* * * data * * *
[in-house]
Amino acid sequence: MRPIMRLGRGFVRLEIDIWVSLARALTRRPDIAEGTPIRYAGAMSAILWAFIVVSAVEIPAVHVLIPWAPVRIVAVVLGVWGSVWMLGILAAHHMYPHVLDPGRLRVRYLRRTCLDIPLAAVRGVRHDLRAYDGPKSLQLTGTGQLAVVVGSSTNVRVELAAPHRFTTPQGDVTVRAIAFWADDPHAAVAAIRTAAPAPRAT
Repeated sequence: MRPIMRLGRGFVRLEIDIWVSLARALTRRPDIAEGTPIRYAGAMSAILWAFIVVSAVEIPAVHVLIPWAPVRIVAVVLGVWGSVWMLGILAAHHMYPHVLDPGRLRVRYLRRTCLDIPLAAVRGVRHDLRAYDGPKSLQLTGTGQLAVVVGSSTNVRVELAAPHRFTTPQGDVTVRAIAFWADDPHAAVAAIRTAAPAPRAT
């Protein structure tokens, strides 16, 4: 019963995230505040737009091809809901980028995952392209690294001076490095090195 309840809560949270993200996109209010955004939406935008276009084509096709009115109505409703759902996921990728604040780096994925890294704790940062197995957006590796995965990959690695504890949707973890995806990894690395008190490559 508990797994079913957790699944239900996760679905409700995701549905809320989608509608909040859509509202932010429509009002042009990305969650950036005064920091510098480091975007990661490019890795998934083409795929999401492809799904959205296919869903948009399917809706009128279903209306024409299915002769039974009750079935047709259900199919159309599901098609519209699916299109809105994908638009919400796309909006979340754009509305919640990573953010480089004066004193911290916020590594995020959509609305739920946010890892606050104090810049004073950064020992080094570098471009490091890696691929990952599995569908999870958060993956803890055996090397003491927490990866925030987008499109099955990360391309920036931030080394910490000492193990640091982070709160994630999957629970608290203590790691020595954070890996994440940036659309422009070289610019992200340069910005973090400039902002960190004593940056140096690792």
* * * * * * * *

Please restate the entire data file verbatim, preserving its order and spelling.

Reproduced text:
[in-house]
Amino acid sequence: MRPIMRLGRGFVRLEIDIWVSLARALTRRPDIAEGTPIRYAGAMSAILWAFIVVSAVEIPAVHVLIPWAPVRIVAVVLGVWGSVWMLGILAAHHMYPHVLDPGRLRVRYLRRTCLDIPLAAVRGVRHDLRAYDGPKSLQLTGTGQLAVVVGSSTNVRVELAAPHRFTTPQGDVTVRAIAFWADDPHAAVAAIRTAAPAPRAT
Repeated sequence: MRPIMRLGRGFVRLEIDIWVSLARALTRRPDIAEGTPIRYAGAMSAILWAFIVVSAVEIPAVHVLIPWAPVRIVAVVLGVWGSVWMLGILAAHHMYPHVLDPGRLRVRYLRRTCLDIPLAAVRGVRHDLRAYDGPKSLQLTGTGQLAVVVGSSTNVRVELAAPHRFTTPQGDVTVRAIAFWADDPHAAVAAIRTAAPAPRAT
């Protein structure tokens, strides 16, 4: 019963995230505040737009091809809901980028995952392209690294001076490095090195 309840809560949270993200996109209010955004939406935008276009084509096709009115109505409703759902996921990728604040780096994925890294704790940062197995957006590796995965990959690695504890949707973890995806990894690395008190490559 508990797994079913957790699944239900996760679905409700995701549905809320989608509608909040859509509202932010429509009002042009990305969650950036005064920091510098480091975007990661490019890795998934083409795929999401492809799904959205296919869903948009399917809706009128279903209306024409299915002769039974009750079935047709259900199919159309599901098609519209699916299109809105994908638009919400796309909006979340754009509305919640990573953010480089004066004193911290916020590594995020959509609305739920946010890892606050104090810049004073950064020992080094570098471009490091890696691929990952599995569908999870958060993956803890055996090397003491927490990866925030987008499109099955990360391309920036931030080394910490000492193990640091982070709160994630999957629970608290203590790691020595954070890996994440940036659309422009070289610019992200340069910005973090400039902002960190004593940056140096690792």